The availability of Apple products is reported to be improving, indicating that Apple supply chain partners in China are seeing production return to normal output, following a lengthy shutdown due to the COVID-19 coronavirus shutdown.
Loup Ventures’ Gene Munster, whose firm has been tracking availability since mid-February, says the lead times of four key Apple products – the 64GB iPhone 11, 64GB iPhone 11 Pro, AirPods Pro, and the second-generation AirPods – as measured across 13 countries has significantly improved over the past two weeks.
Munster says iPhone availability is now at an average of two days, down from a March 4 peak of 6.7 days. AirPod availability is down to an average of 7.4 days compared to 10.6 days on March 4.
Munster says that while he is unable to directly link the availability improvements to increased supply, he believes the shortened lead times can be attributed to Chinese production lines restarting. Softening of demand could account for a “minority” of the increase in available stock, says Munster.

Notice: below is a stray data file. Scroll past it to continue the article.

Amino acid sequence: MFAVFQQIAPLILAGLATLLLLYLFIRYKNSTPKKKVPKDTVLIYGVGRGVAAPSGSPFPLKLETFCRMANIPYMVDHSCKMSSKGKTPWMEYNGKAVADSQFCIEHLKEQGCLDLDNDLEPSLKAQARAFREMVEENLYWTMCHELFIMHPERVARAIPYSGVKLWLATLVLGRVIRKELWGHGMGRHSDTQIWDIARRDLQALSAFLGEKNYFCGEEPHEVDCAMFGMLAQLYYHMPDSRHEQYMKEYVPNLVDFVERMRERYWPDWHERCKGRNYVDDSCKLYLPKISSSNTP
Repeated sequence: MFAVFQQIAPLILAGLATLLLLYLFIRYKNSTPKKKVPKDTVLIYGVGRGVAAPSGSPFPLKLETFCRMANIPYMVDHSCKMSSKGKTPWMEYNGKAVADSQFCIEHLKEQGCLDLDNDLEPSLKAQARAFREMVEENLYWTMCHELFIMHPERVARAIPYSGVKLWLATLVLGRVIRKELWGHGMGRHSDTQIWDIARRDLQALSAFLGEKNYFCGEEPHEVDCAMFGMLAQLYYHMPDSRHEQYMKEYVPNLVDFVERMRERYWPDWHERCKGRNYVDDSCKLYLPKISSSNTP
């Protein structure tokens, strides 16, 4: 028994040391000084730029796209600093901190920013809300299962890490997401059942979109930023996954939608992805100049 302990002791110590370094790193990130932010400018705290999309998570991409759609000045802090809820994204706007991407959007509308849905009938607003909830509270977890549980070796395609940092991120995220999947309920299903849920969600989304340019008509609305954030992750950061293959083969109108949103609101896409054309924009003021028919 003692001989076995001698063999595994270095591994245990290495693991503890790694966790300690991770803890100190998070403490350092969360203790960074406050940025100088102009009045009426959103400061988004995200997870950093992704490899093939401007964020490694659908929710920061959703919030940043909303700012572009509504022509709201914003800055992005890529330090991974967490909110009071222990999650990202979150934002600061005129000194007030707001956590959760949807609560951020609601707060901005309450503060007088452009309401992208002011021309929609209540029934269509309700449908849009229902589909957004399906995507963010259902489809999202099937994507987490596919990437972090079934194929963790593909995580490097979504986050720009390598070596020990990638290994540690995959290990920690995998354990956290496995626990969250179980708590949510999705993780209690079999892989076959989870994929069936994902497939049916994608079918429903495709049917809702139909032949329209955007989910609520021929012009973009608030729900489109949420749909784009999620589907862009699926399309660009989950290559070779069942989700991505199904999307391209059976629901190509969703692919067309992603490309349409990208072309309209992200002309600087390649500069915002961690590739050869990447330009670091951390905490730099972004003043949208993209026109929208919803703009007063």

“In the case of the supply of Apple products over the past month, the key variable was the closure of manufacturing and assembly in China,” Munster writes. “In the days following Apple’s announcement that the March quarter would be below expectations on February 17, we saw lead times extend. In the days following reports of the restart of manufacturing in China, we’ve seen lead times to improve.”
Like much of China, Apple suppliers in the country took a hit in February as the coronavirus forced plant shutdowns during the Chinese New Year holiday. Foxconn shuttered production in January, telling workers to stay at home. The Apple assembly partner’s production returned to normal operating status on March 12, weeks ahead of schedule.
Apple has worked to deal with the coronavirus pandemic, closing all retail stores outside of Greater China, in a bid to minimize the spread of the virus. The Cupertino firm also changed the way it will hold its Worldwide Developers Conference in the wake of the pandemic, announcing that WWDC 2020 would be an online-only event.